My laptop had been giving me trouble at the office. It worked fine when I was at home, but when I was at church it was slow to open documents, refused to connect to the internet, and stuck its tongue out at me when I tried to print. Apparently I wasn’t the only one with problems; the handful of Mac users in the office were having similar troubles of their own. It seemed our Macs were at war with the church networking, so Dale, the facility manager, called in a professional to try to figure out the problem. I am convinced that this so called “professional” was in cahoots with the network, because the next day our computers were even worse. Chris, the youth director and a fellow Mac user, and I hollered down the hallway to each other.
“Will your computer connect to the internet?”
“No! Will yours?”
“I can’t even print!”
“Mine just threw a spitball at me!”
“This is so annoying!”
When Dale heard our fevered exclamations he called in professional number two. The next day a spike-haired boy walked into the office. I don’t know his name so, for reasons that will soon become obvious, I’ll call him Mr. Know-it-all.
“So what seems to be the trouble?” Mr. Know-it-all asked while hovering over my desk.
I explained the sluggish speed, faulty connections, and rude manners.
“Hmmm, I see.” He pointed at my screen. “Why don’t you go to the alt-control-tab-command-center-base-file.”
I stared blankly at my computer, searching for what sounded like a military code off of Hogan’s Heroes. After a long pause I said,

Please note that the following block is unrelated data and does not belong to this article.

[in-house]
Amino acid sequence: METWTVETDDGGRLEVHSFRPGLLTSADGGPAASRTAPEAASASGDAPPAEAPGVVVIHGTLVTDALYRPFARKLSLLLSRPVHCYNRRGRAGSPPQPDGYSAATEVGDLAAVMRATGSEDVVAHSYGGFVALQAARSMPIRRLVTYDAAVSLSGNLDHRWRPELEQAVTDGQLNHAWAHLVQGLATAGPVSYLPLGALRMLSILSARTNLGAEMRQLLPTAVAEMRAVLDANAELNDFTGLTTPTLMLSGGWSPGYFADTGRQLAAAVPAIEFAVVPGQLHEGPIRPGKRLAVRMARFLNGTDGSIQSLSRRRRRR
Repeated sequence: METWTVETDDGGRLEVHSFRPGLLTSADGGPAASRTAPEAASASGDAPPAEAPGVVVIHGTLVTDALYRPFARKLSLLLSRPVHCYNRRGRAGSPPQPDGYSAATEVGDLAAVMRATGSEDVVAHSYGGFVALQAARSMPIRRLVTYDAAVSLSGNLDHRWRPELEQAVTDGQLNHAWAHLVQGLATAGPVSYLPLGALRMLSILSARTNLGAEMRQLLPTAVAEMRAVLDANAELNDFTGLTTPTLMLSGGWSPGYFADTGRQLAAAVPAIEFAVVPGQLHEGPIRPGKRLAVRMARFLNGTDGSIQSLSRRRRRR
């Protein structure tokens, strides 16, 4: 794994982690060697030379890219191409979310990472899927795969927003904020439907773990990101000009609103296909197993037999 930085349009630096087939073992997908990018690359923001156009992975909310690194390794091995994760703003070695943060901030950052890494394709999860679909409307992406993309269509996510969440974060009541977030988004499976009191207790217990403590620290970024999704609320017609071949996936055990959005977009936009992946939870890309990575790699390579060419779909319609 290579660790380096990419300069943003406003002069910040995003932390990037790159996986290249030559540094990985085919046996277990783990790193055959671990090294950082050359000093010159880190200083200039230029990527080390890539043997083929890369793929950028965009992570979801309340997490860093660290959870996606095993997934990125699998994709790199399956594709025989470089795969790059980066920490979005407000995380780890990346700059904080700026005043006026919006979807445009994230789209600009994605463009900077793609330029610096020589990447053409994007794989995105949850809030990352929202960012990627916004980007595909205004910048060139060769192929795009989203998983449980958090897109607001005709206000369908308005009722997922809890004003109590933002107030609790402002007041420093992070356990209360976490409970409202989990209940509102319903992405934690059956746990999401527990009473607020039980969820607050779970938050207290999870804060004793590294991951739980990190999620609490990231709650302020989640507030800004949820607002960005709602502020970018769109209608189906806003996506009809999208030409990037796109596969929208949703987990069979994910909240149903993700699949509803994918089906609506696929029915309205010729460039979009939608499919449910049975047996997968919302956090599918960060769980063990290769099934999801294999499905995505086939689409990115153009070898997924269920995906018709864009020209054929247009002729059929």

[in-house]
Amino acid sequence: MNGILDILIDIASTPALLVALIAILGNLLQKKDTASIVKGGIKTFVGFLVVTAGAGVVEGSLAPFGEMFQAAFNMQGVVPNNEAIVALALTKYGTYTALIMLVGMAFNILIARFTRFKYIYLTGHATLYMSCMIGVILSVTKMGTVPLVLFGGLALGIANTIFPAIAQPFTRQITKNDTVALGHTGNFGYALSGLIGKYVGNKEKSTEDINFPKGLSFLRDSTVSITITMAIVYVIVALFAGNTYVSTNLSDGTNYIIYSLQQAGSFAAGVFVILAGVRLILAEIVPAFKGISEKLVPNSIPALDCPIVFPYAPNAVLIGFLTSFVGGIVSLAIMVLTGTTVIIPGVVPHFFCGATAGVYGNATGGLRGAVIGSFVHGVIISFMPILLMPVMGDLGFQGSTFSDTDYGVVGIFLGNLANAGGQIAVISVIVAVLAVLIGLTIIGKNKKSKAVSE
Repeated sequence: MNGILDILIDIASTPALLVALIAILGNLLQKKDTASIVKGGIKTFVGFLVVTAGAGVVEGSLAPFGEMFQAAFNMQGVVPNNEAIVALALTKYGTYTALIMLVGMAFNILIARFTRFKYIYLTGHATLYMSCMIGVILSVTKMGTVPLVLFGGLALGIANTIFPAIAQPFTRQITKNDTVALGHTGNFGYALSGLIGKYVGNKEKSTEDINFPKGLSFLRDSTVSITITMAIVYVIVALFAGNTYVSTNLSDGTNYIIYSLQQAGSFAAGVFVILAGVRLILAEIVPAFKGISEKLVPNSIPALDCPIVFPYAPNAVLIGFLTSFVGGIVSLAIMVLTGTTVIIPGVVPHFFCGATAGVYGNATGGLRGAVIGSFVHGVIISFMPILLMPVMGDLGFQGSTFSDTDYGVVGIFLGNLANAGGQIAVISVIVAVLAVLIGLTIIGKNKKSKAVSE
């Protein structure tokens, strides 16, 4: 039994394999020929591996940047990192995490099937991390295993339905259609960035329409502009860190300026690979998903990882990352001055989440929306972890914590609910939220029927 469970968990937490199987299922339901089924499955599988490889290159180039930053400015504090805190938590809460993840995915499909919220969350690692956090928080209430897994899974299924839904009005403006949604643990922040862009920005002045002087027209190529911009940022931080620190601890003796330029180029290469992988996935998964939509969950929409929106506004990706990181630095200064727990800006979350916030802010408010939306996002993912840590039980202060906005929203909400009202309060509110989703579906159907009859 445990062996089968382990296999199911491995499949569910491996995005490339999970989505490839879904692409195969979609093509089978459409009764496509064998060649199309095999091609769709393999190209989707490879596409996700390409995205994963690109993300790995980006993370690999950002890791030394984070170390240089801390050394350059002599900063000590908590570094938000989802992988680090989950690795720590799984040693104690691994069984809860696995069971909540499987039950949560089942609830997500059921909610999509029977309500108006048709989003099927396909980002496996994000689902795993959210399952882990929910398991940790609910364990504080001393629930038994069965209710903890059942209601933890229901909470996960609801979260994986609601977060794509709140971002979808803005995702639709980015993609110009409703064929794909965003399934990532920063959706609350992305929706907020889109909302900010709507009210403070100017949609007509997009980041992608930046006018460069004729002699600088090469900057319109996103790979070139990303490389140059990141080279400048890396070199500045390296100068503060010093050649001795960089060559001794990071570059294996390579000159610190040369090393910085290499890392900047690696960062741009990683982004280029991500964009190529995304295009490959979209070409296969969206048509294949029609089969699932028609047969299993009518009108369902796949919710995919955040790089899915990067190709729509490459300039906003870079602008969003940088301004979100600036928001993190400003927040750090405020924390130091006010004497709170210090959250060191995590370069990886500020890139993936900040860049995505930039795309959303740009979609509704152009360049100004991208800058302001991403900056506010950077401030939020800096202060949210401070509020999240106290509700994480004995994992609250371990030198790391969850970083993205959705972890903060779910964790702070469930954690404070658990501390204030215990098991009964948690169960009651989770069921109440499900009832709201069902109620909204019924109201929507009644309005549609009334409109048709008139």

“Um, I don’t think my computer has that.”
That’s when I experienced “the shove.” “The shove” is when the the person trying to show you what to do with your computer asks if they can sit in your seat because they think you’re too stupid to do what they say. I’ve experienced this rudery many a time, and the sad thing is that the people who give me “the shove” are usually correct in their thinking.
Mr. Know-it-all was not an exception to the normality, so when he asked if he could sit down I humbly moved over. The first thing Mr. Know-it-all did was close out my open screens, revealing my Princess Leia background that I’m sure only furthered his impressions of me. Then with a few clicks of the mouse Mr. Know-it-all found my alt-control-tab-command-center-base-file and had my internet up and running.
“Okay, now why don’t we try printing a document that usually gives you trouble.”
I knew just the one: a colorful brochure full of high resolution pictures. Mr. Know-it-all opened the document and started laughing.
“Do you know how big this is? It’s over two thousand kigomnibytes! I mean, this is the size of one hundred nv17s! Any computer would have trouble printing this out.”
I felt like I had a sticker on my forehead reading “Hello! My name is Clueless.”
“But it’s not just this document!” I protested. “I know this one’s big, but it has trouble printing smaller documents, too. You know, black and white ones with text only?”
Mr. Know-it-all’s chuckling faded and he opened a different document. The printer spit it out; no problem. Mr. Know-it-all was finished with my computer, so he gave me back my seat and started speaking his Know-it-all language with Dale, who, fortunately, understands it a lot better than I do. The two of them moved on down the hall to Chris’ computer, where Mr. Know-it-all performed his technical magic once more.
I have to admit, I am grateful for Mr. Know-it-all’s work, because my laptop has definitely been functioning smoother since he came. In fact, all the Macs have improved since his visit. So even though they make me feel a bit silly at times, I am glad there are people in this world who know everything I don’t, especially when it comes to computers.